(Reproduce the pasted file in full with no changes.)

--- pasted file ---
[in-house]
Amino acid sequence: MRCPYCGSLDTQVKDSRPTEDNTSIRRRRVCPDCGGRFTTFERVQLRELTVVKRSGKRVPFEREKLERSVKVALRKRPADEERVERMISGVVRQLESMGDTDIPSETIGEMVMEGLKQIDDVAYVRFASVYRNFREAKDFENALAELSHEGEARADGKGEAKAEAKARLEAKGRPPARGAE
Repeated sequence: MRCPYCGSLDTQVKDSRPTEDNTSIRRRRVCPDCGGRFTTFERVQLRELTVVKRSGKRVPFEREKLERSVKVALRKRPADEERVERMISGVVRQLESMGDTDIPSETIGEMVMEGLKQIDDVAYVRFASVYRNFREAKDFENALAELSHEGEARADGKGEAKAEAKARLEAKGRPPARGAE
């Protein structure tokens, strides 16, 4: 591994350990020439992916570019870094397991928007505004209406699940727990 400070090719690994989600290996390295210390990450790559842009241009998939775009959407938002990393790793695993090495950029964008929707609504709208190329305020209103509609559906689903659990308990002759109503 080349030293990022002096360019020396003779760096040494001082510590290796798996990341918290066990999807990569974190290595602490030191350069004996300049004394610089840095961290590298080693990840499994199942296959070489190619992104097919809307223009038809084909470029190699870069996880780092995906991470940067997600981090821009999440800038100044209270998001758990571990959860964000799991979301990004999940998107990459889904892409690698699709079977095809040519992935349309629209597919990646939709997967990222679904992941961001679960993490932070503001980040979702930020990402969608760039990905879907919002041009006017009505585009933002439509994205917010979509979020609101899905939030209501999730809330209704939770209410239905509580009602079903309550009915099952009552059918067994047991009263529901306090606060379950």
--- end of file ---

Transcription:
[in-house]
Amino acid sequence: MRCPYCGSLDTQVKDSRPTEDNTSIRRRRVCPDCGGRFTTFERVQLRELTVVKRSGKRVPFEREKLERSVKVALRKRPADEERVERMISGVVRQLESMGDTDIPSETIGEMVMEGLKQIDDVAYVRFASVYRNFREAKDFENALAELSHEGEARADGKGEAKAEAKARLEAKGRPPARGAE
Repeated sequence: MRCPYCGSLDTQVKDSRPTEDNTSIRRRRVCPDCGGRFTTFERVQLRELTVVKRSGKRVPFEREKLERSVKVALRKRPADEERVERMISGVVRQLESMGDTDIPSETIGEMVMEGLKQIDDVAYVRFASVYRNFREAKDFENALAELSHEGEARADGKGEAKAEAKARLEAKGRPPARGAE
């Protein structure tokens, strides 16, 4: 591994350990020439992916570019870094397991928007505004209406699940727990 400070090719690994989600290996390295210390990450790559842009241009998939775009959407938002990393790793695993090495950029964008929707609504709208190329305020209103509609559906689903659990308990002759109503 080349030293990022002096360019020396003779760096040494001082510590290796798996990341918290066990999807990569974190290595602490030191350069004996300049004394610089840095961290590298080693990840499994199942296959070489190619992104097919809307223009038809084909470029190699870069996880780092995906991470940067997600981090821009999440800038100044209270998001758990571990959860964000799991979301990004999940998107990459889904892409690698699709079977095809040519992935349309629209597919990646939709997967990222679904992941961001679960993490932070503001980040979702930020990402969608760039990905879907919002041009006017009505585009933002439509994205917010979509979020609101899905939030209501999730809330209704939770209410239905509580009602079903309550009915099952009552059918067994047991009263529901306090606060379950």